The most preferred polar nitrogen containing compound is an oil-soluble mixed amide/amine salt formed via reaction of equimolar amounts of phthalic anhydride with the secondary amine, Armeen® 2HT. The product of this reaction is then further reacted with an equimolar amount of the primary amine, Primene® JM-T to form benzoic acid, 2-[(bis(hydrogenated tallow alkyl)amino)carbonyl]-C16-C22 tert-alkyl amine salt having the structural formula:
wherein R1 and R2 are mixtures of C16 and C18 hydrocarbons from the commercially available tallowamine product, and R3 is a mixture of C18-22 hydrocarbons from the commercially available Primene® JM-T product.
The CFREAs of the present invention should be added to an aviation fuel, for which improved cold flow performance is desired, in an amount effective for the purpose. In the preferred embodiment of the invention, the aviation fuel is selected from Jet Fuel A, Jet Fuel A-1, Jet Fuel B, JP-4, JP-8, and JP-8+100. Most preferably the jet fuel is a JP-8 based fuel such as neat JP-8 or the formulated JP-8+100.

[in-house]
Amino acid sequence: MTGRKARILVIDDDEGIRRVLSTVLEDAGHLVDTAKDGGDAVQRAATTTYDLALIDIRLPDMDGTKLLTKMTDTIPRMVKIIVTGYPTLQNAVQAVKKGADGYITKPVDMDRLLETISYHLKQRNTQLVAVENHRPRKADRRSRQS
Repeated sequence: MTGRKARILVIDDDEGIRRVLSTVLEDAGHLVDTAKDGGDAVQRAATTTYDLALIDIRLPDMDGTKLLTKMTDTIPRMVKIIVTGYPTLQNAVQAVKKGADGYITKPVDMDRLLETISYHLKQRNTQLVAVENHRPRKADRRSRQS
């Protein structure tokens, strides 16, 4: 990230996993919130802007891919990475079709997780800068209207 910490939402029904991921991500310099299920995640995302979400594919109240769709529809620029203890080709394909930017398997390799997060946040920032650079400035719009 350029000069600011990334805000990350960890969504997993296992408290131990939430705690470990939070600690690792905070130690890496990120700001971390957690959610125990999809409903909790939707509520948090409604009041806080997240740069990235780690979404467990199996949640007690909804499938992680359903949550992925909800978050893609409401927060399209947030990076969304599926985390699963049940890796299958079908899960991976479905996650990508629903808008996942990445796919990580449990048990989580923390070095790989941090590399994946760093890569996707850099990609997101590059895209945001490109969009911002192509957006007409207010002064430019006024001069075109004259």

Jet Fuel A and Jet Fuel A-1 are kerosene-type fuels with Jet Fuel B being a “wide cut” fuel. Jet A is used for many domestic commercial flights in the U.S. Most preferably, the CFREAs of the invention are used to increase the cold flow characteristics of military jet fuels such as JP-5, JPTS, JP-7, JP-8, and JP-8+100. JP-5 is currently used by the U.S. Navy with JP-8 and JP-8+100 used by the Air Force.
These fuel types are described in the following Table 1.
JP = jet propulsion
Source: Chevron “Aviation Fuels” Technical Review.